CSS3 @font-face solucions. Typekit vs Google Web Fonts

Not exactly  new to CSS3, @font-face was first proposed for CSS2 and has been implemented in Internet Explorer 5! However, their implementation relied on the proprietary Embedded Open Type (.eot) format, and no other browsers decided to use this format. With the release of Safari 3.1, however, website makers can use any licensed TrueType (.ttf) or OpenType (.otf) font in their pages.

To use web fonts, each form of the font family must be declared using the @font-face rule.

Here is a quick example, to use both regular and italic forms of “MyCoolFont”, you would put the following in your stylesheet:
Continue reading “CSS3 @font-face solucions. Typekit vs Google Web Fonts”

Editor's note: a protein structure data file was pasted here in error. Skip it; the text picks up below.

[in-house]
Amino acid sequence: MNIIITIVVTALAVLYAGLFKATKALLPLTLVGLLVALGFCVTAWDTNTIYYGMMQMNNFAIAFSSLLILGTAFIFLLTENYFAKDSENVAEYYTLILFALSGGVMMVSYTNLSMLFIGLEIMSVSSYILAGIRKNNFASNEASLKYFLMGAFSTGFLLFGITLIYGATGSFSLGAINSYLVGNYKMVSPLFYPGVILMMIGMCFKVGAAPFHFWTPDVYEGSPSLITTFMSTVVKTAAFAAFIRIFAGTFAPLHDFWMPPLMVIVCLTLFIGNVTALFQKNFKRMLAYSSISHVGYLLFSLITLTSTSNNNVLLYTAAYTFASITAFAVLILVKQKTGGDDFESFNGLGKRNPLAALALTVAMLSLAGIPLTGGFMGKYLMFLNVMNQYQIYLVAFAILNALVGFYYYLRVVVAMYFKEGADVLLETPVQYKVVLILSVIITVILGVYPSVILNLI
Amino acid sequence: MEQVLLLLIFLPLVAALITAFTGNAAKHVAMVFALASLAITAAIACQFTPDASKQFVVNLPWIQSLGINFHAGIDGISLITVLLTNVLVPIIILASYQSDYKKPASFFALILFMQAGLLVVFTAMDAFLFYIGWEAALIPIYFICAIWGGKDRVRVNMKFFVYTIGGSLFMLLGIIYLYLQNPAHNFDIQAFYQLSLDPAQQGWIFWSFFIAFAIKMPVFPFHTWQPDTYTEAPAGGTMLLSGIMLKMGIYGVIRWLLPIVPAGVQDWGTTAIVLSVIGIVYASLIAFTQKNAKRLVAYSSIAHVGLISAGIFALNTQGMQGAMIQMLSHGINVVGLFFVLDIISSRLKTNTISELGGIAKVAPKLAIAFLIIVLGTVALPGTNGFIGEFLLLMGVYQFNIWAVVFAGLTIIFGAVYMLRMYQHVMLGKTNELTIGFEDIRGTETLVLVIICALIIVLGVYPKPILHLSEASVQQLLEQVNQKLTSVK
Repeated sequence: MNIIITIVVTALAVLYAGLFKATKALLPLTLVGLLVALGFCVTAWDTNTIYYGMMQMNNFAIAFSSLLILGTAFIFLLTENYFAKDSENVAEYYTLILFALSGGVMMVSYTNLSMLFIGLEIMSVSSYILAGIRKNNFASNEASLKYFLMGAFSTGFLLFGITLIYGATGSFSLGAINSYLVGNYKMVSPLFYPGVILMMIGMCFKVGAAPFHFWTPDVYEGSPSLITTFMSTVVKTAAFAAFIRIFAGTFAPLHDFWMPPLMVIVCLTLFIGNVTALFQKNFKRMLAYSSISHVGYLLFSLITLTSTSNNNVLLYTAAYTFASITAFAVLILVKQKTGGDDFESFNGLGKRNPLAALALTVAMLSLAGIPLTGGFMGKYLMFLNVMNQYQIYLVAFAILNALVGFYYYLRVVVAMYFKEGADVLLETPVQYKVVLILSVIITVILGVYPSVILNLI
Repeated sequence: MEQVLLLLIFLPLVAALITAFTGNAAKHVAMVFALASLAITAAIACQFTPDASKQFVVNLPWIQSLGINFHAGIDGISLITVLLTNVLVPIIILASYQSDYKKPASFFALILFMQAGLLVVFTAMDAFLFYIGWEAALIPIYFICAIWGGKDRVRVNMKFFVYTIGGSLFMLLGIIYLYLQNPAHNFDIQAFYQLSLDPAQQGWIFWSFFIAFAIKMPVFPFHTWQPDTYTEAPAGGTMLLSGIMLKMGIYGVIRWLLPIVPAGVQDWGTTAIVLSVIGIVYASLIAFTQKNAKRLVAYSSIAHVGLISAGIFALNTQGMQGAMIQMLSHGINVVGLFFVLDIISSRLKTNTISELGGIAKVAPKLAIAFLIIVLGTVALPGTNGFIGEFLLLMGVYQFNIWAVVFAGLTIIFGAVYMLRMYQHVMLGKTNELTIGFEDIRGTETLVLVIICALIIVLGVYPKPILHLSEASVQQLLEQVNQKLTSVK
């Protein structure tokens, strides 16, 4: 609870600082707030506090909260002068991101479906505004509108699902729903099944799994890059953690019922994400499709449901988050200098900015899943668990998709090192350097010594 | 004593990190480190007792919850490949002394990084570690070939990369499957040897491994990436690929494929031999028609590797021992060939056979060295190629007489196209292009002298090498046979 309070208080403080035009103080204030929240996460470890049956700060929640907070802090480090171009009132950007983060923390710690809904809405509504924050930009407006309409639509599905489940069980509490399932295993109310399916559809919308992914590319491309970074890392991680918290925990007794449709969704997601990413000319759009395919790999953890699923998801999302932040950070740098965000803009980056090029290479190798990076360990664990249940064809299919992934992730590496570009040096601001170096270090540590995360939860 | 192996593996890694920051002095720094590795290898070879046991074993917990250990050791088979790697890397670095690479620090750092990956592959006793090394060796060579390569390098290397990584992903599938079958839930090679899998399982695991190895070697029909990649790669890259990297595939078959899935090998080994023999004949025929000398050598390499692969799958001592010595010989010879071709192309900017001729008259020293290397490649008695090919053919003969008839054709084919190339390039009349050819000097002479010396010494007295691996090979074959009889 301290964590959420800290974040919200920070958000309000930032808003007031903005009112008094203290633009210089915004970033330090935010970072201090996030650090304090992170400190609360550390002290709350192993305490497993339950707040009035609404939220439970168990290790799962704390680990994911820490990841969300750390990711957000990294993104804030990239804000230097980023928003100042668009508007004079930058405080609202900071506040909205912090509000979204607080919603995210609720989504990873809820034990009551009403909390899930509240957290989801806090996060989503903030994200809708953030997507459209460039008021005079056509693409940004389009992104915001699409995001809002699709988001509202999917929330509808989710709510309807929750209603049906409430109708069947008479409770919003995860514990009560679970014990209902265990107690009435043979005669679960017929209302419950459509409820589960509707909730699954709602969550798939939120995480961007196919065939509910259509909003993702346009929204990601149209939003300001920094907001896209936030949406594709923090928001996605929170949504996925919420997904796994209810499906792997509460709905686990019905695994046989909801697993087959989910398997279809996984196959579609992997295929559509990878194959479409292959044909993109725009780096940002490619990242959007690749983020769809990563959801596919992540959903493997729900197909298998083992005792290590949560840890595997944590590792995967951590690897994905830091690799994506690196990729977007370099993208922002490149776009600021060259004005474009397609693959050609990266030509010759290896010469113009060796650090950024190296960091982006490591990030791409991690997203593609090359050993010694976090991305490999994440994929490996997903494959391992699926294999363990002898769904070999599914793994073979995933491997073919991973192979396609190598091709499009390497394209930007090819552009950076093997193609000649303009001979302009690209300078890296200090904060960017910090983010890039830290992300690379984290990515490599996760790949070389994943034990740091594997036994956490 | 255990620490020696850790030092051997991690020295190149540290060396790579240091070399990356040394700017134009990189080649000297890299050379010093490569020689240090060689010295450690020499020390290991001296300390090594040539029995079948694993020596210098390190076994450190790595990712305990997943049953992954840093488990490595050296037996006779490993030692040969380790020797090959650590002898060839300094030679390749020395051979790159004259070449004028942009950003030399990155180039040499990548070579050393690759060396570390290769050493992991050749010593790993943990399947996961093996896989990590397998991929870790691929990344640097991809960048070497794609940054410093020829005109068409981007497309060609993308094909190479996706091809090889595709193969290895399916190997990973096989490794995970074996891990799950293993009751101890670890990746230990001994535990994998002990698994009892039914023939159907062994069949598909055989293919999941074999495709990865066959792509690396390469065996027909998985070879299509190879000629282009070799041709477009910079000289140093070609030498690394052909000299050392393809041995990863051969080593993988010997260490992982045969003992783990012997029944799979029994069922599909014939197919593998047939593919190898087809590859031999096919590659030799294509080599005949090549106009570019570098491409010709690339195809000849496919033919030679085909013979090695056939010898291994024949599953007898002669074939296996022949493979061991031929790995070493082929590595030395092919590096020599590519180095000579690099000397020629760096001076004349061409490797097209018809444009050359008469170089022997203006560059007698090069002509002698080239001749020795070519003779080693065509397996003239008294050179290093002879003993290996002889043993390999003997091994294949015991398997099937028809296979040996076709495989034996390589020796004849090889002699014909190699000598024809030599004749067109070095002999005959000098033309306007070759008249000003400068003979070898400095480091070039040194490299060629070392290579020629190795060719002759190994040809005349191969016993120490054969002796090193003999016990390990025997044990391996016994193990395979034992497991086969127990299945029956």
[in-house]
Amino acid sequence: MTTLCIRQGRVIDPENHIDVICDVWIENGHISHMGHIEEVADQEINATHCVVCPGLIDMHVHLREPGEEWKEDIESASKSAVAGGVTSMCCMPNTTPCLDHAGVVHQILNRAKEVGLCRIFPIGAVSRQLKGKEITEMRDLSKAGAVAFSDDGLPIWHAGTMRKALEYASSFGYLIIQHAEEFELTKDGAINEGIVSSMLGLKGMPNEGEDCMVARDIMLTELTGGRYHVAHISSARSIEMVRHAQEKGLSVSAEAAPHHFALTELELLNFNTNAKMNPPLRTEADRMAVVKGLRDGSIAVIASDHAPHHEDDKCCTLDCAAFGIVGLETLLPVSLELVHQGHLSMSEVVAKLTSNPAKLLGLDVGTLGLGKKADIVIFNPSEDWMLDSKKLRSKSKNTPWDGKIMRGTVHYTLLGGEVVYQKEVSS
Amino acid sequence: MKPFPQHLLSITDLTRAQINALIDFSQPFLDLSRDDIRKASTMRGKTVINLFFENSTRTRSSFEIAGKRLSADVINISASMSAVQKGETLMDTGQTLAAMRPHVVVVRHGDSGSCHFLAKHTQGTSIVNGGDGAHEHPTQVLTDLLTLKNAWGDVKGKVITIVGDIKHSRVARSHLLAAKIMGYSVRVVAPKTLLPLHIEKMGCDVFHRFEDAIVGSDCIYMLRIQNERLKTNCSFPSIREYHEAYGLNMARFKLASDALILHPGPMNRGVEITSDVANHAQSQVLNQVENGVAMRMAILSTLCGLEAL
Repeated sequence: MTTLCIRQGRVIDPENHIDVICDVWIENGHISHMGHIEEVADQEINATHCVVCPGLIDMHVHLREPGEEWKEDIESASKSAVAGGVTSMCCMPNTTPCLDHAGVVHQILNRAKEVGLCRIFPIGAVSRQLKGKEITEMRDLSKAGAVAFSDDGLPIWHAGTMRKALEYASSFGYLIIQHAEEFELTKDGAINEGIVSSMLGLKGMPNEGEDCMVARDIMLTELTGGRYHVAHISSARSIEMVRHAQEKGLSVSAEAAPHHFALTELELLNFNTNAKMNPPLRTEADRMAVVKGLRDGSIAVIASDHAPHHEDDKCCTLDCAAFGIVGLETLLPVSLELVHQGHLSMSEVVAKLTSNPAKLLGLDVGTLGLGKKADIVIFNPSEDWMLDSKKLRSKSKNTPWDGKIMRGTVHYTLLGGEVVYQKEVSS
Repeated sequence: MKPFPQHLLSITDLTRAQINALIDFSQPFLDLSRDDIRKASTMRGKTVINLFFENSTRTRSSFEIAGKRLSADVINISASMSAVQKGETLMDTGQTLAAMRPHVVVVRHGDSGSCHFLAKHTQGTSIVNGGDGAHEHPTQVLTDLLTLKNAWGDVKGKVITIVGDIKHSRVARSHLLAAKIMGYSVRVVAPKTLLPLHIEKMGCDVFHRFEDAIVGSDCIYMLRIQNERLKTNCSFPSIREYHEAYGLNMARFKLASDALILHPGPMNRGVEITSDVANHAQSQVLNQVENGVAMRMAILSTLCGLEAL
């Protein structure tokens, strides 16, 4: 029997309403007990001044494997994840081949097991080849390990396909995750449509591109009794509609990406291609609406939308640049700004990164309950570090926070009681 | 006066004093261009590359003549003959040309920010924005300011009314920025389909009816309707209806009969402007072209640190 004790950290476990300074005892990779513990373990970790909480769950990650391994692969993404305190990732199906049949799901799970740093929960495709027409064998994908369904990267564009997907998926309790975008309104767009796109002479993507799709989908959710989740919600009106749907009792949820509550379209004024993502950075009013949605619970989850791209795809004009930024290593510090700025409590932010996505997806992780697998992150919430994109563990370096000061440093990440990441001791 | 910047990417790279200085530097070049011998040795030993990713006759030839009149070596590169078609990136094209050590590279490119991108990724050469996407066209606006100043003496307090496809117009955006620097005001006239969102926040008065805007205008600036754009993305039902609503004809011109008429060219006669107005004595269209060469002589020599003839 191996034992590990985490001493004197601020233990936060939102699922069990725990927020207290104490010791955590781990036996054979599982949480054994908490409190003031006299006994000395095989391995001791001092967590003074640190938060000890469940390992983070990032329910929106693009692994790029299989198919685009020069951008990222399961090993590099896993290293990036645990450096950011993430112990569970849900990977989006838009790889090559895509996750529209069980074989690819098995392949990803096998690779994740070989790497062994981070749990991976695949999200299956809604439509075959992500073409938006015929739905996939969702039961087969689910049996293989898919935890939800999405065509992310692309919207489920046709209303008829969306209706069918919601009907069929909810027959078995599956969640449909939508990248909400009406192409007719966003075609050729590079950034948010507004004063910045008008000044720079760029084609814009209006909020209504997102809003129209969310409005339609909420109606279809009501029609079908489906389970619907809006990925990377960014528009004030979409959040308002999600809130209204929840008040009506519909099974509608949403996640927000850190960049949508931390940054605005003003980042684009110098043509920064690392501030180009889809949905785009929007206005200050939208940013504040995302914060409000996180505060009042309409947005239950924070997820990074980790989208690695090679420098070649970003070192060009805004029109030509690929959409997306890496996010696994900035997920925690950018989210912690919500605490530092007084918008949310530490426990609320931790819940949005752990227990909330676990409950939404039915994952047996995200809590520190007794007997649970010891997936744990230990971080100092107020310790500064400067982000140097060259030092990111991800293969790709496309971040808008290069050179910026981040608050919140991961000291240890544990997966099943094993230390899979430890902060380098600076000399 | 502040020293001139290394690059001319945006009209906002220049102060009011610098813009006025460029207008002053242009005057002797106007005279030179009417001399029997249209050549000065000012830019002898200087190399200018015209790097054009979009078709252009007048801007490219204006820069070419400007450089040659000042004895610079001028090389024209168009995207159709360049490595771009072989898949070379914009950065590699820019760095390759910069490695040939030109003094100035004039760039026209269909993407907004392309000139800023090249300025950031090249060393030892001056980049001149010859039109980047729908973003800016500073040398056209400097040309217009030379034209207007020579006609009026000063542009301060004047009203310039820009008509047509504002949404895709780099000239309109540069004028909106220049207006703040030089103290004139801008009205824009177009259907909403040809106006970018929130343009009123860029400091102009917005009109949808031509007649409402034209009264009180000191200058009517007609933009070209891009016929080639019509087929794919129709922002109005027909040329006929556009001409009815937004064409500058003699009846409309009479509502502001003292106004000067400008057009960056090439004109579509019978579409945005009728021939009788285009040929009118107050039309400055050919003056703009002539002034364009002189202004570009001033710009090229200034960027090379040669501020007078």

Use Google Font API to import fancy fonts

Google’s introduction of their new Font API and Font Directory is a godsend to developers and designers everywhere.Want to use something a little nicer than Arial, but without the overhead of Cufon, Sifr, or worse? To enjoy the visual richness of diverse fonts, webmasters have resorted to workarounds such as baking text into images.

  • Natural font rendering with all of it’s advantages – selectable, zoomable, indexable, and accessible text.
  • Compatible with IE6 and up – no differences between browsers
  • No copyright issues – you can use is for printing, you can modify and use it as you wish

Continue reading “Use Google Font API to import fancy fonts”